>Now let us prosecute the other part of our propounded definition, and show what these words, Absolute power, signify. For we said that unto Majesty, or Sovereignty, belongs an absolute power, not subject to any law.


>It behoves him that is sovereign not to be in any sort subject to the command of another: whose office it is to give laws unto his subjects, to abrogate laws unprofitable, & in their stead to establish others: which he cannot do that is himself subject to laws or others.


>The attributes of sovereignty are therefore peculiar to the sovereign prince, for if communicable to the subject, they cannot be called attributes of sovereignty… Just as Almighty God cannot create another God equal with Himself, since He is infinite and two infinites cannot co-exist, so the sovereign prince, who is the image of God, cannot make a subject equal with himself without self-destruction.


>Majesty or Sovereignty is the most high, absolute, and perpetual power over the citizens and subjects in a Commonwealth: Which the Latins call Majestatem, the Italians Segnoria, that is to say, The greatest power to command. For Majesty (As Fetus says) is so called of mightiness.


>And to manifest this point, we must presuppose that this word Law, without any other addition, signifies The right command of him or them, which have sovereign power above others, without exception of person: be it that such commandment concern the subjects in general, or in particular: except him or them which have given the law. Howbeit to speak more properly, A law is the command of a Sovereign concerning all his subjects in general: or else concerning general things, as says Festus Pompelus.


>And as the Pope can never bind his own hands (as the Canonists say;) so neither can a sovereign prince bind his own hands, albeit that he would. We see also in the end of all edits and laws, these words, -Quia sic nobis placuit, Because it has so pleased us; - to give us to understand, that the laws of the sovereign prince, although they be grounded upon good and lively reason, depend nevertheless upon nothing but his mere and frank good will. But as for the laws of God and nature, all princes and people of the world are unto them subject: neither is it in their power to impugne them, if will not be guilty of high treason to the divine majesty, making war against God; under the greatness of whom all monarchs of the world ought to bear the yoke, and to bow their heads in fear and reverence. Wherefore in that we say the sovereign power in a Commonwealth be free from all laws, concerns nothing the laws of God and nature.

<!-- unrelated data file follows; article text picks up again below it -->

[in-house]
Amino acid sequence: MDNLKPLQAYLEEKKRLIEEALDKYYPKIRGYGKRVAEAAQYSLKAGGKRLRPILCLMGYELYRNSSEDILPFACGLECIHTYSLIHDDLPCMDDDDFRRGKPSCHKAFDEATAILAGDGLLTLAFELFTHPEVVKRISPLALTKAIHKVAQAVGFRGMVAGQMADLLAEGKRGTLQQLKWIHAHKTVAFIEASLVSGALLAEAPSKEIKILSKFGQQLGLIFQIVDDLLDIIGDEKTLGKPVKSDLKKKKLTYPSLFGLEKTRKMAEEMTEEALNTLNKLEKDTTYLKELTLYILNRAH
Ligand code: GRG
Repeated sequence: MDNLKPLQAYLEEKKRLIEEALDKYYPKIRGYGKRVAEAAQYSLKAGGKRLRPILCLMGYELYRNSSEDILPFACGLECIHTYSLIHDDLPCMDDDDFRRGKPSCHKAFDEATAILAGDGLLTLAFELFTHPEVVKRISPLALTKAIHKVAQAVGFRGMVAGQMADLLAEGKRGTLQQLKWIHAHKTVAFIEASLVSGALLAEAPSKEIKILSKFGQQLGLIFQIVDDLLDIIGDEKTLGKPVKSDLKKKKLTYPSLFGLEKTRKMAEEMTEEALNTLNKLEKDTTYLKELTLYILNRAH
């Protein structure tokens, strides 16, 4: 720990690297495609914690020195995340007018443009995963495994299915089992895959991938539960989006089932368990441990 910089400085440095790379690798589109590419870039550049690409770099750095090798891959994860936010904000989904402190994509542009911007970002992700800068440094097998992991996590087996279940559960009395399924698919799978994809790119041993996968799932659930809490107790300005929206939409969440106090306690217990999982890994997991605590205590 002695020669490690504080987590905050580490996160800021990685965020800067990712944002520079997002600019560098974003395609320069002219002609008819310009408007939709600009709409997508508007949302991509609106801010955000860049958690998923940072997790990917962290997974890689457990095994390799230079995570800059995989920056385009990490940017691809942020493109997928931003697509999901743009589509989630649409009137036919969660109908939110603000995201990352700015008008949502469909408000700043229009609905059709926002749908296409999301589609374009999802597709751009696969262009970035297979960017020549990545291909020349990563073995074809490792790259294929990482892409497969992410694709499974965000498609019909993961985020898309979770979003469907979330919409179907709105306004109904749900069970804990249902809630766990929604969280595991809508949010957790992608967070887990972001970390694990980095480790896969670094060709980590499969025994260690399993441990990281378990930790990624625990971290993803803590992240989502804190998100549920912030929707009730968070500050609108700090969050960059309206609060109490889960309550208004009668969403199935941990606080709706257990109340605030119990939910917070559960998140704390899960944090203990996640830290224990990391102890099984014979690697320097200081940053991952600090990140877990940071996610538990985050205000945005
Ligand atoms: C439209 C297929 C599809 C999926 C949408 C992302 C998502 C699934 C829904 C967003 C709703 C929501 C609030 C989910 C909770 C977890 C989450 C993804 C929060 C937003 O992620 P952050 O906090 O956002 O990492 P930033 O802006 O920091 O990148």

>For right certain it is, the first Commonwealths were by sovereign power governed without law, the prince's work, beck, and will, serving instead of all laws, who both in time of peace and war, by commissions gave out charge to whom they pleased; and again at their pleasure revoked the same, all depending of their full and absolute power, being themselves not bound to any laws or customs at all. And that is it for which Pomponius writes, the Roman commonwealth to have been at the first governed by regal power, without use of any law. And Josephus the histriographer, in his second against Appian, desirous to show the most honorable antiquity of the Hebrews, and of their laws, says, That Moses of all others was the first that ever write laws. And that in five hundred years after, the word Law was never heard of. Alleging in proof thereof, That Homer in so many books as were by him written never used this word.


>But it behoveth him that is a sovereign not to be in any sort subject to the command of another: which thing Tiberius wisely meaning in these words, reasoned in the Senate concerning the right of sovereignty, saying that – "The reason of his doings were no otherwise to be manifested, than in that it was to be given to none" -; whose office it is to give laws unto his subjects, to abrogate laws unprofitable, and in their stead to establish others: which he cannot do that is himself subject unto laws, or to others which have command over him. And that is it for which the laws says, That the prince is acquitted from the power of the laws; and this word the Law, in Latin imports the commandment of him which has the sovereignty. We also see that unto all edicts and decrees there is annexed this clause, "-Notwithstanding all edicts and ordinances whereunto we have derogated, and do derogate by these presents:" -a clause which has always been joined unto the ancient laws, were the law published by the present prince, or by his predecessors."


Jean Bodin elaborates on this point.